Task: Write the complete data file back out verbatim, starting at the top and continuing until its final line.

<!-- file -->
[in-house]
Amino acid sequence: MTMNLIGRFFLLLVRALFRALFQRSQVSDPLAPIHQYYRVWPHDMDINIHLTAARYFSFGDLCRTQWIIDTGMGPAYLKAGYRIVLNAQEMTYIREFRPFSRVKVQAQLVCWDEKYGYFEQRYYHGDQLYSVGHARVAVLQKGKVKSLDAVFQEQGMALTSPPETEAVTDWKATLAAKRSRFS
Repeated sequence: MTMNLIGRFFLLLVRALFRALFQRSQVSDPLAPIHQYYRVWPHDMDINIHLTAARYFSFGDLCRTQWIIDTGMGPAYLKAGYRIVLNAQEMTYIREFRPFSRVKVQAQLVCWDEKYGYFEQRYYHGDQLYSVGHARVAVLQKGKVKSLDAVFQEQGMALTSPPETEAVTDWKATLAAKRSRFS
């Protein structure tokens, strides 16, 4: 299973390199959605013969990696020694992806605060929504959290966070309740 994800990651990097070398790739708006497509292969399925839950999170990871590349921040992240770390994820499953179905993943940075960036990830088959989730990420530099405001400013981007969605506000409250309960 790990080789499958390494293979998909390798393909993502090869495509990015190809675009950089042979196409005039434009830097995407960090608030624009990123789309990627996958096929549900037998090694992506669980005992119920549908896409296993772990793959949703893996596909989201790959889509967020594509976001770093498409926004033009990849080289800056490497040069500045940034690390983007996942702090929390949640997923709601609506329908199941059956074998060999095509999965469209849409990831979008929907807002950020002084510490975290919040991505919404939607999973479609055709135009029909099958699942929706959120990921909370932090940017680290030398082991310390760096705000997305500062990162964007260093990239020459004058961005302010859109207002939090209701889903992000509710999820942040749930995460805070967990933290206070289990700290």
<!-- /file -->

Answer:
[in-house]
Amino acid sequence: MTMNLIGRFFLLLVRALFRALFQRSQVSDPLAPIHQYYRVWPHDMDINIHLTAARYFSFGDLCRTQWIIDTGMGPAYLKAGYRIVLNAQEMTYIREFRPFSRVKVQAQLVCWDEKYGYFEQRYYHGDQLYSVGHARVAVLQKGKVKSLDAVFQEQGMALTSPPETEAVTDWKATLAAKRSRFS
Repeated sequence: MTMNLIGRFFLLLVRALFRALFQRSQVSDPLAPIHQYYRVWPHDMDINIHLTAARYFSFGDLCRTQWIIDTGMGPAYLKAGYRIVLNAQEMTYIREFRPFSRVKVQAQLVCWDEKYGYFEQRYYHGDQLYSVGHARVAVLQKGKVKSLDAVFQEQGMALTSPPETEAVTDWKATLAAKRSRFS
């Protein structure tokens, strides 16, 4: 299973390199959605013969990696020694992806605060929504959290966070309740 994800990651990097070398790739708006497509292969399925839950999170990871590349921040992240770390994820499953179905993943940075960036990830088959989730990420530099405001400013981007969605506000409250309960 790990080789499958390494293979998909390798393909993502090869495509990015190809675009950089042979196409005039434009830097995407960090608030624009990123789309990627996958096929549900037998090694992506669980005992119920549908896409296993772990793959949703893996596909989201790959889509967020594509976001770093498409926004033009990849080289800056490497040069500045940034690390983007996942702090929390949640997923709601609506329908199941059956074998060999095509999965469209849409990831979008929907807002950020002084510490975290919040991505919404939607999973479609055709135009029909099958699942929706959120990921909370932090940017680290030398082991310390760096705000997305500062990162964007260093990239020459004058961005302010859109207002939090209701889903992000509710999820942040749930995460805070967990933290206070289990700290």